Author: Marcus Aurelius
Series: Great Ideas
Publisher: Penguin Group
Edition/ Impression / Year of Publication: 2004 Edition
Cover Design: Phil Baines
About the Book: Taken from the Penguin Classics edition of Meditations, translated and introduced by Maxwell Staniforth
Often quoted as the Philosopher King, Marcus Aurelius born 121 A.D. was the Roman Emperor remembered for his single-volume work Meditations. Meditations was the only work that marked him as the philosopher. Meditations typically meant, unlikely to the eastern notion of the word meditation, ‘to one’s self.’
The book is the collection of aphorisms that Aurelius wrote as a reminder to oneself on the way he perceived the world, his outlook towards the unity and harmony within the entire cosmos, on the importance of maintaining focus and elimination of distraction and many other introspective issues. The book is divided into twelve parts and the aphorisms contained within the range from a single line to a few paragraphs.
Aurelius was not writing the book so that it could be published and distributed and his wisdom could be shared with the entire world. He was involved in the note keeping of his ideas about everything that happens around to understand better the workings of nature and the principle that is working behind it. His Meditations is the result of all his knowledge that he acquired through many of the then philosophers particularly the Stoics by whom he was much influenced. However, his emphasis upon life is not enough on the gaining of knowledge but how can that knowledge be utilized to make our lives better.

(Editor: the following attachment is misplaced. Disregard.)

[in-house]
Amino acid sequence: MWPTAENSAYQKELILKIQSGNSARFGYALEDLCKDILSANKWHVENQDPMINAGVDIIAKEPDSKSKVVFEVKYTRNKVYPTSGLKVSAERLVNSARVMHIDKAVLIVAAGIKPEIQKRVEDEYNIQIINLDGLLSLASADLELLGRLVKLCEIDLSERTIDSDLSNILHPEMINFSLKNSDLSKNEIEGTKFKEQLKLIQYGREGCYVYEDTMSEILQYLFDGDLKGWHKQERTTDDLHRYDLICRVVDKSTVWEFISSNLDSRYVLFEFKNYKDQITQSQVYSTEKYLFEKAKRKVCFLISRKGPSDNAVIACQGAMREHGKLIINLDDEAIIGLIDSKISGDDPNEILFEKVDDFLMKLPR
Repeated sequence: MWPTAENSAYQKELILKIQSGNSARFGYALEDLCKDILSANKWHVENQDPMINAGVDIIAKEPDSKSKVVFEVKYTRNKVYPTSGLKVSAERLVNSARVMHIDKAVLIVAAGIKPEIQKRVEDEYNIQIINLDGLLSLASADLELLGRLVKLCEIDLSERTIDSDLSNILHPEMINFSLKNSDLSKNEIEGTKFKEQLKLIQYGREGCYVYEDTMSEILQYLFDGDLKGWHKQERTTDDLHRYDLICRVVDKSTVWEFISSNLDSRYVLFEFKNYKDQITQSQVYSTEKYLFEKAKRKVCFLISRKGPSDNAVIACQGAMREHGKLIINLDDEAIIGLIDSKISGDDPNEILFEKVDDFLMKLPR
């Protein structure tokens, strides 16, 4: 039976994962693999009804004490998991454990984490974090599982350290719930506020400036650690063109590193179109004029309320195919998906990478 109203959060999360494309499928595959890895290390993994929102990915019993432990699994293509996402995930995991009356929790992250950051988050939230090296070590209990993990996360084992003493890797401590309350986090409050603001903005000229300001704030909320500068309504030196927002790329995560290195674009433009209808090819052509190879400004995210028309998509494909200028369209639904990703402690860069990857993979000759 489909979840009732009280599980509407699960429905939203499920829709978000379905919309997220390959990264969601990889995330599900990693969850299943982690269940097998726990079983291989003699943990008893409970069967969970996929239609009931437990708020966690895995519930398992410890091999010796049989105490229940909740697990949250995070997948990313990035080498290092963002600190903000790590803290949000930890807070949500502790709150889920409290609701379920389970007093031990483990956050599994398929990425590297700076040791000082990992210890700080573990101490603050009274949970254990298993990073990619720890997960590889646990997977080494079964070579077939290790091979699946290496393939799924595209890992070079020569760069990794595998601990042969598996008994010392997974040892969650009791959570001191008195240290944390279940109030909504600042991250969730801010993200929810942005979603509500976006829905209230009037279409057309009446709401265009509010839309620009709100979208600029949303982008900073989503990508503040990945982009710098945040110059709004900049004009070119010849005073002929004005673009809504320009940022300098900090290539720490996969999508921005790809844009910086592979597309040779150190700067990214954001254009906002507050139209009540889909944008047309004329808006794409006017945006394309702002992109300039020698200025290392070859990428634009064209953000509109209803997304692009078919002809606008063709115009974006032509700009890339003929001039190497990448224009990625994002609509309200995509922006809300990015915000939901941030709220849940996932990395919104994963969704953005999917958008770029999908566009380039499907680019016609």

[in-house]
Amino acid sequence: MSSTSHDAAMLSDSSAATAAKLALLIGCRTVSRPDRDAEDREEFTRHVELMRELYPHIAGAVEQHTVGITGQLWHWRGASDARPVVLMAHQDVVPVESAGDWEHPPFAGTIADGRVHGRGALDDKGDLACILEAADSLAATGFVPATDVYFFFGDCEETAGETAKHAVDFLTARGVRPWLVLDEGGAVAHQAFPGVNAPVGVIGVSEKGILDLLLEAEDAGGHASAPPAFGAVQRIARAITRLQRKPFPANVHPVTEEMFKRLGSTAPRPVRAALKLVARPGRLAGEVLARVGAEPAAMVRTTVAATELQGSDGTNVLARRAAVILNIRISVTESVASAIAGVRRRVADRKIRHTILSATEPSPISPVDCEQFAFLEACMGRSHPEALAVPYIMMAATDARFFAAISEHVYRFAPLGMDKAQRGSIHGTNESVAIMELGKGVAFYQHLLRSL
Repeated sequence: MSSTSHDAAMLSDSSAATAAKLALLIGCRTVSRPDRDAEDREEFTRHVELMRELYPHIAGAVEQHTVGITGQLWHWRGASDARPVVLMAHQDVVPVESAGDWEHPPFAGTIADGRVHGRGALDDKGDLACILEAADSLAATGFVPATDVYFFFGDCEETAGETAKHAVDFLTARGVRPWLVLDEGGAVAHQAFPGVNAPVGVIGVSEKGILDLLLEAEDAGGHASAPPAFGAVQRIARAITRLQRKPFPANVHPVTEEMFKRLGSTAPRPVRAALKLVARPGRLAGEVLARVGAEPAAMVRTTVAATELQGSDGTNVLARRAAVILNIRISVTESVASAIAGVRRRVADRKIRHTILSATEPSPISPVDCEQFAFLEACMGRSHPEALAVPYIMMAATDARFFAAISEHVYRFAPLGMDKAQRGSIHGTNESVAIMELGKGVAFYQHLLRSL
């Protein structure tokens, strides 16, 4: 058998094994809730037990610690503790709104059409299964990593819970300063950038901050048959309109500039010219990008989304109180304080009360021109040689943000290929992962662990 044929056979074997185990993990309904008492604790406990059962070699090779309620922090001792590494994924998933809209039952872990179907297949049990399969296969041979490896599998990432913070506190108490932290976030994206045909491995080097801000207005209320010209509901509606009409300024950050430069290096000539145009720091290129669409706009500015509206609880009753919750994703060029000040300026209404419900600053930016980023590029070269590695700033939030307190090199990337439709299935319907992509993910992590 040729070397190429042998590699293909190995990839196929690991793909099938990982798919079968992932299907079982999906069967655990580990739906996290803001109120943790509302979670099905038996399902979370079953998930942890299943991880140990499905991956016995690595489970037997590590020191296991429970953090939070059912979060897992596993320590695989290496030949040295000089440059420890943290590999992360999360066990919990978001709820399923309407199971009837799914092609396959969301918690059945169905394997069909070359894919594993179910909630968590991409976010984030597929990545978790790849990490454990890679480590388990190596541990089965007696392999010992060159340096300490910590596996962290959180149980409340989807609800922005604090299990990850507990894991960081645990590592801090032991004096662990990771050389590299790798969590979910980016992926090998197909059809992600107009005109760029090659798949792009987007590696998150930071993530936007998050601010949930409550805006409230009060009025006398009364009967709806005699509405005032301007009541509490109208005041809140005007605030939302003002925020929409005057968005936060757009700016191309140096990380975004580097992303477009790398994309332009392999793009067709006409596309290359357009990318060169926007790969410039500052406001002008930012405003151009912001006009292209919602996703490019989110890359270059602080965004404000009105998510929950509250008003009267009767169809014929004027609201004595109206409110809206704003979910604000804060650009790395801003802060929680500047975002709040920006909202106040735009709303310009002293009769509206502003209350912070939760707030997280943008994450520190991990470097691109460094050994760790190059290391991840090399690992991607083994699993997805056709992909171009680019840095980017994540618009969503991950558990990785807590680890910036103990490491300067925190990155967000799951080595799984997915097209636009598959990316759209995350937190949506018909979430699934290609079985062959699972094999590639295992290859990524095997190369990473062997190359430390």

He apparently does not stand as a Philosopher if we were to compare him with the other Greek Philosophers like Plato and Aristotle whose writing style is more systematic because of their mastery of oratory and rhetoric. Aurelius instead gave up the formal study of rhetoric and oratory at an early age over the preference for free and independent philosophical inquiry. His emphasis upon philosophy is not just limited towards to the thoughtful discussion of something regarding ‘what is‘ and ‘what ought to be‘ but instead is more immediate and is reflected in his writing when he says, ‘Waste no more time arguing about what a good man should be, be one.‘
Aurelius details within his Meditations diverse topics that every person goes through every day but ignores them either for their lack of more in-depth philosophical vision or the false assumption of considering ignorance to be bliss. He introspects upon anger and happiness, love and hatred, society and individual, death and life, the self and its unity with the cosmic whole, and gives his philosophical insights over them that are intertwined further with his spiritual musings. He quotes many of the philosophers and other known personalities that includes and is not limited to Alexander, Diogenes, Empedocles, Epictetus, Epicurus, Heraclitus, Plato, Pythagoras, Socrates, Theophrastus, Xanthippe, Xenophon and the god Zeus.
The book is a short memoir which would be helpful for those who are willing to let go of who they are for the sake of a better person who awaits them in the future. This book is must for those on the path of life-long learning and who emphasize on the necessity of self-improvement, but for those who are just seeking to read it for entertainment purpose I must tell them neither would it work nor would Aurelius or I advise you to do so. Below are a few quotes that I found to be more appropriate to be shared under a particular category.
On the ignorance of others: Begin each day by telling yourself: Today I shall be meeting with interference, ingratitude, insolence, disloyalty, ill-will, and selfishness – all of them due to the offender’s ignorance of what is good or evil.